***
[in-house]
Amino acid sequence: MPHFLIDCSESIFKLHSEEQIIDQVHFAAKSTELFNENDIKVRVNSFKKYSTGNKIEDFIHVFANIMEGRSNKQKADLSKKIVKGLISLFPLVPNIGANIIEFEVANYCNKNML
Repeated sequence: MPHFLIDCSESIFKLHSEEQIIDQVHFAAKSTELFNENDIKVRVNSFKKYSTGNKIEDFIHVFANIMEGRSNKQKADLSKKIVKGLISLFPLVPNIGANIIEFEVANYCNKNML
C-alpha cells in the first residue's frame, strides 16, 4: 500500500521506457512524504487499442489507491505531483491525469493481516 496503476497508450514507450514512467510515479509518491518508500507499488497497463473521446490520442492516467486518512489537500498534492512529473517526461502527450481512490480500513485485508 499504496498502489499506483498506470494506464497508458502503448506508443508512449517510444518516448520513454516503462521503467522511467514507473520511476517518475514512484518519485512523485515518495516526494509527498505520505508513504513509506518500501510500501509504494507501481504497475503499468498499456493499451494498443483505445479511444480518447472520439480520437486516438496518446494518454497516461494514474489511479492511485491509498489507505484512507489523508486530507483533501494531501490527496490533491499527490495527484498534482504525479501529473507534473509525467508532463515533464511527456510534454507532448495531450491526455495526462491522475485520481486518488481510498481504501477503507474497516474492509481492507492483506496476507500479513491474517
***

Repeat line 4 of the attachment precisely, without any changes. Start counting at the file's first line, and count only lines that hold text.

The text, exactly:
C-alpha cells in the first residue's frame, strides 16, 4: 500500500521506457512524504487499442489507491505531483491525469493481516 496503476497508450514507450514512467510515479509518491518508500507499488497497463473521446490520442492516467486518512489537500498534492512529473517526461502527450481512490480500513485485508 499504496498502489499506483498506470494506464497508458502503448506508443508512449517510444518516448520513454516503462521503467522511467514507473520511476517518475514512484518519485512523485515518495516526494509527498505520505508513504513509506518500501510500501509504494507501481504497475503499468498499456493499451494498443483505445479511444480518447472520439480520437486516438496518446494518454497516461494514474489511479492511485491509498489507505484512507489523508486530507483533501494531501490527496490533491499527490495527484498534482504525479501529473507534473509525467508532463515533464511527456510534454507532448495531450491526455495526462491522475485520481486518488481510498481504501477503507474497516474492509481492507492483506496476507500479513491474517